Saturday, August 25, 2012

Cessna 172S, C-FNET: Accident occurred August 24, 2012 in Moorefield, Canada

NTSB Identification: CEN12WA575
14 CFR Non-U.S., Non-Commercial
Accident occurred Friday, August 24, 2012 in Moorefield, Canada
Aircraft: CESSNA 172, registration: C-FNET
Injuries: 4 Fatal.

On August 24, 2012, about 2030 eastern daylight time, a Cessna 172S, Canadian registration C-FNET, was substantially damaged on impact with terrain near Moorefield, Ontario, Canada. The pilot and three passengers sustained fatal injuries. Visual meteorological conditions existed in the vicinity of the accident site. The local personal flight originated from the Kitchener/Waterloo Airport.

The investigation of this accident is under the jurisdiction and control of the Transportation Safety Board of Canada. This report is for informational purposes only and contains only information released by or obtained from the Government of Canada. Further information pertaining to this incident can be obtained from:

Transportation Safety Board of Canada
Place du Centre
200 Promenade du Portage, 4th Floor
Gatineau, Qu├ębec, Canada
J8X 4B7

 Three men and one woman are dead after a single-engine plane crashed in a cornfield northwest of Kitchener, Ont.

The small, four-seat Cessna 172 was located in the field near the town of Moorefield, Ont., about 150 kilometres northwest of Toronto, late Friday night.

Const. Keith Robb of Wellington County OPP confirmed that there were four occupants on board the plane and none survived the crash.

The woman was 19-years-old and the three males are in their twenties, said police.

The passengers had been out on a sightseeing trip over Niagara Falls and Toronto for nearly two hours before they crashed, CTV Toronto’s Ashley Rowe reported.

Police had received a call at about 8:40 p.m. Friday alerting them to a plane spiralling out of control above Mapleton Township, Robb said.

Robb said the plane had apparently disappeared from radar about 20 minutes earlier.

Officers, firefighters and paramedics located the plane shortly after 10 p.m.

Resident Llori Nicholls told CP she and her husband spotted a plane weaving uncontrollably in the sky Friday night.

Nicholls said before the crash she saw the plane’s engine sputter, though the pilot appeared to regain control of the plane.

“The pilot got the engine going again," said Nicholls. "It was nice and strong, full power, but only for a second or two. Then it just went dead."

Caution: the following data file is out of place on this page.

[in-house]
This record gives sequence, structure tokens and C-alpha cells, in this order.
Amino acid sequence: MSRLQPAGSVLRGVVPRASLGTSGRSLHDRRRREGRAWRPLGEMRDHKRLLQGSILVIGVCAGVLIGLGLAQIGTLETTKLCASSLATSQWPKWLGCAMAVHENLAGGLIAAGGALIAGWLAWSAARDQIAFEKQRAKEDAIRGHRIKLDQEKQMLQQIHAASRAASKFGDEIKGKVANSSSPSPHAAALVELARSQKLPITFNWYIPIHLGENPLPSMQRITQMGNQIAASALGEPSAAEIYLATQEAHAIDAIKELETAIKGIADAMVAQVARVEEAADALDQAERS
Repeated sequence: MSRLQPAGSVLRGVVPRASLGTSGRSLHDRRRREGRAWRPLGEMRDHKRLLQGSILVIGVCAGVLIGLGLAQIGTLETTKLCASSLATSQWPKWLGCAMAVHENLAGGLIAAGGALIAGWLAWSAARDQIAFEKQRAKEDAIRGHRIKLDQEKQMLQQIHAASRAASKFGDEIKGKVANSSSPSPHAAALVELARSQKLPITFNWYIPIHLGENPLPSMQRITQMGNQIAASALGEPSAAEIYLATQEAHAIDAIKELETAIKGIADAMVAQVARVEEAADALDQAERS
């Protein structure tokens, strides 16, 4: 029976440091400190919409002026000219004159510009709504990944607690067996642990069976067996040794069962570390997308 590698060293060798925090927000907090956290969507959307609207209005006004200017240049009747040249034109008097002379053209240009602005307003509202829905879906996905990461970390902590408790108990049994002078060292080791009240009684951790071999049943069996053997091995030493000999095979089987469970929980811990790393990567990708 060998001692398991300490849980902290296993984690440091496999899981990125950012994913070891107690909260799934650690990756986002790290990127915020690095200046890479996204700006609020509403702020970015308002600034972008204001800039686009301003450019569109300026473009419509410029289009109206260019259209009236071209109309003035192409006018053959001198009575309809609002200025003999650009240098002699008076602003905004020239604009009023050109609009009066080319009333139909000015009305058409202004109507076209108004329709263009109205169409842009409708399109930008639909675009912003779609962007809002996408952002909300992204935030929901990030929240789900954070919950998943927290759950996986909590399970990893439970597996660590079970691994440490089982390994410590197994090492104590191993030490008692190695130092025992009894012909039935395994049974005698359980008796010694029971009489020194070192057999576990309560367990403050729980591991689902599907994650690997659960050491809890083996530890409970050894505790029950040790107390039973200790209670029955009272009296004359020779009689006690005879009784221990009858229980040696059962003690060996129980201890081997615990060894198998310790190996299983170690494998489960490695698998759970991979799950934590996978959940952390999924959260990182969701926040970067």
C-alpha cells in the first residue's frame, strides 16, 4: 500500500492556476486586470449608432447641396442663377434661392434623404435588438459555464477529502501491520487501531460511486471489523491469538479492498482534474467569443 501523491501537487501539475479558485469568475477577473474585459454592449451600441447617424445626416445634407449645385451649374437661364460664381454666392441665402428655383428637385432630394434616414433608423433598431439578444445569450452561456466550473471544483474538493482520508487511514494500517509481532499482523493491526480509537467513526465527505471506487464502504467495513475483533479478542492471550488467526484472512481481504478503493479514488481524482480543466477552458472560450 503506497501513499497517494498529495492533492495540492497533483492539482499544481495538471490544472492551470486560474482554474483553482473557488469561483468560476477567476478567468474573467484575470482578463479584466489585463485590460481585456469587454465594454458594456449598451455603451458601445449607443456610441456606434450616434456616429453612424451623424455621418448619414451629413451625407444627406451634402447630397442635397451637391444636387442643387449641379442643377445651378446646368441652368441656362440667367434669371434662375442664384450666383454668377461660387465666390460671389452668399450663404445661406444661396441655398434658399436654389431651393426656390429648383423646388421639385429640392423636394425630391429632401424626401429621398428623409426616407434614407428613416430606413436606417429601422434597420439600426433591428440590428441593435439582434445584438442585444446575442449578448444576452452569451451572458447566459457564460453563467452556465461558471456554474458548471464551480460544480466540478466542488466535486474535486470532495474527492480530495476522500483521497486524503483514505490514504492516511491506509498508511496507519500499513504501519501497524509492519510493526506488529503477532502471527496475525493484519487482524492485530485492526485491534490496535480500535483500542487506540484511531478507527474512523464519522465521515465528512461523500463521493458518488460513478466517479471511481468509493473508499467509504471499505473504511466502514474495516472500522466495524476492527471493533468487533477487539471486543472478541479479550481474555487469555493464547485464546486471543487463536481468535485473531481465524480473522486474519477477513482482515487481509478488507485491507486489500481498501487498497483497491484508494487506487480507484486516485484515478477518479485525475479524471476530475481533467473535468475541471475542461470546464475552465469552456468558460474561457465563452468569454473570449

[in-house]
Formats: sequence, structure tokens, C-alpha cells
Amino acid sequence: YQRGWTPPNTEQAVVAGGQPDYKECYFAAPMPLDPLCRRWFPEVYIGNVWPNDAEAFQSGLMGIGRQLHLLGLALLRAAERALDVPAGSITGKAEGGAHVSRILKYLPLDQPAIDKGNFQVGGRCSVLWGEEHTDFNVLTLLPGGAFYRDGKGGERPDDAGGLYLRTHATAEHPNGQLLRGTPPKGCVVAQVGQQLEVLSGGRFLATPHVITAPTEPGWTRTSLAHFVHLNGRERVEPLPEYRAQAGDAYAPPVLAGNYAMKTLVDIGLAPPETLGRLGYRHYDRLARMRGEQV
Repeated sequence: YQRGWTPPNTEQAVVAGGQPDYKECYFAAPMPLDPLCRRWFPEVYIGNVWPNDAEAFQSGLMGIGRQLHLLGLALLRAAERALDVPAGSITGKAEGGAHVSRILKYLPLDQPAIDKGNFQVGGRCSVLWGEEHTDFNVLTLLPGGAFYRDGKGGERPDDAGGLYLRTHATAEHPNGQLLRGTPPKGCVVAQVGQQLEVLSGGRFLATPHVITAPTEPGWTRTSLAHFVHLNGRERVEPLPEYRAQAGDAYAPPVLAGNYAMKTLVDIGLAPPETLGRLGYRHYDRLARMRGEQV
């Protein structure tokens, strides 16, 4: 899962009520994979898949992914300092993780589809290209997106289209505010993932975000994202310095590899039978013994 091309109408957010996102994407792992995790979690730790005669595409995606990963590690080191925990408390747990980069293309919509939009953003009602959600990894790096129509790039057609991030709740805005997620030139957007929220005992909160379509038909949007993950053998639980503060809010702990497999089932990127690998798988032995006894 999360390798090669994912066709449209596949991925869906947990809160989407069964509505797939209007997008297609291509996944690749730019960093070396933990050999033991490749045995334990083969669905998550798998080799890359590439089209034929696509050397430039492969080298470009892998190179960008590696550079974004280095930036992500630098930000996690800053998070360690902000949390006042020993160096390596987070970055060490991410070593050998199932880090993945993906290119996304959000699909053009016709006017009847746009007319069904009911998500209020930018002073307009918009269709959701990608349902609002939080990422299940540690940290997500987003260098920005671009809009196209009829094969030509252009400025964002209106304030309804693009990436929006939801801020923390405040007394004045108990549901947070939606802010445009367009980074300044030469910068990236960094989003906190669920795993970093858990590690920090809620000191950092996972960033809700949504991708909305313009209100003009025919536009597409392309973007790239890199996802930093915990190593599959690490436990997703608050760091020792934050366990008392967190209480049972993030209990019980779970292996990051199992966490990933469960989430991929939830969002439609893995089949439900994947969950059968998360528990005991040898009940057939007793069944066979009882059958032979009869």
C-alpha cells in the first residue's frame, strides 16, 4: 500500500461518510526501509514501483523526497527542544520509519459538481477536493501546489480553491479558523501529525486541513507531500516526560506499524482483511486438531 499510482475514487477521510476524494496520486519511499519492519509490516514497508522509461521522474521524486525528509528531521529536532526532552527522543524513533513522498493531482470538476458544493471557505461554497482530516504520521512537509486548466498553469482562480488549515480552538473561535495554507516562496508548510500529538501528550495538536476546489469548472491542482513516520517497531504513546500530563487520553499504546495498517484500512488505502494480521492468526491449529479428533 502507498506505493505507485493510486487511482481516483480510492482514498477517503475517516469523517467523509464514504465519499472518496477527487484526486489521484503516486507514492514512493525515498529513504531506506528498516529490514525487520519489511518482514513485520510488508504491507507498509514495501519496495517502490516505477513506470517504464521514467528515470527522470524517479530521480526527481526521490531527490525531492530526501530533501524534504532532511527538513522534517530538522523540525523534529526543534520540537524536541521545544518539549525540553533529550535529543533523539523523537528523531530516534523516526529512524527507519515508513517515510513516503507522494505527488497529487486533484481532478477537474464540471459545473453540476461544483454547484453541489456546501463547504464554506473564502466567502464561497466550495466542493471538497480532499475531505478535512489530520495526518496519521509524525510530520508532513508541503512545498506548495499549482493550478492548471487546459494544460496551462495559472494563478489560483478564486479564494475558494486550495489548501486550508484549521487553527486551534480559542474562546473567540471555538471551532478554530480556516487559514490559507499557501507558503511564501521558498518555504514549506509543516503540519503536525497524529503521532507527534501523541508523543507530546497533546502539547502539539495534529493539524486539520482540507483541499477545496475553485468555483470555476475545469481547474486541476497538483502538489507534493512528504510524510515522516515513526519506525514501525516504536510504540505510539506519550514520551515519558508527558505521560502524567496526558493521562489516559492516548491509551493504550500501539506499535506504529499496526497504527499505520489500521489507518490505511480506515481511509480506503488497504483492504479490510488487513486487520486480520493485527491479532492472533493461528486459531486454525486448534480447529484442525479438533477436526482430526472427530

The couple went back to their home to find supplies to help locate any survivors, but when they returned they could not locate the crash site.

The couple then went to a neighbour’s house to call 911.

Resident Curtis Bultz, 21, heard strange noises Friday evening followed by the sound of the crash.

Bultz then drove his ATV through neighbouring cornfields to investigate, but after 10 minutes of searching he returned home.

“I heard it but there was no smoke or anything," said Bultz. "There was no smoke at all. That's what you think, (that) there'd be something but there was nothing."

Bultz, his neighbours and emergency crews did a grid search by foot, tractor and four-by-fours.

Two hours later, they were able to locate the wreckage, said Bultz.

Once the wreckage was located, Bultz’s father used a tractor to clear a path for crews to get to the scene.

OPP said weather is not believed to be a factor in the crash.

According to investigators, the 20-year-old pilot of the plane was fully licensed to fly.

He was also a regular client of the nearby Waterloo-Wellington Flight Centre from where the plane was rented, Rowe reported.

The pilot’s grief-stricken uncle arrived at the scene of the crash on Saturday and told reporters he was at a loss for words over his nephew’s death.

“Very special. Better than my heart. He was something like…,” he said, trying to describe his nephew. “I don’t have words for it.”

Bob Connors, the general manager of the flight centre, would not comment on the pilot’s flying experience.

Connors told CP that the school had not seen a crash like this in a “long, long, long time.”

Two investigators from the Transportation Safety Board were at the scene of the crash Saturday trying to determine if the plane suffered mechanical failure.

“We’re looking at all the aircraft systems and determining if the aircraft was without power at the time, if all the flight controls were hooked up and working properly,” TSB investigator Ken Webster told reporters.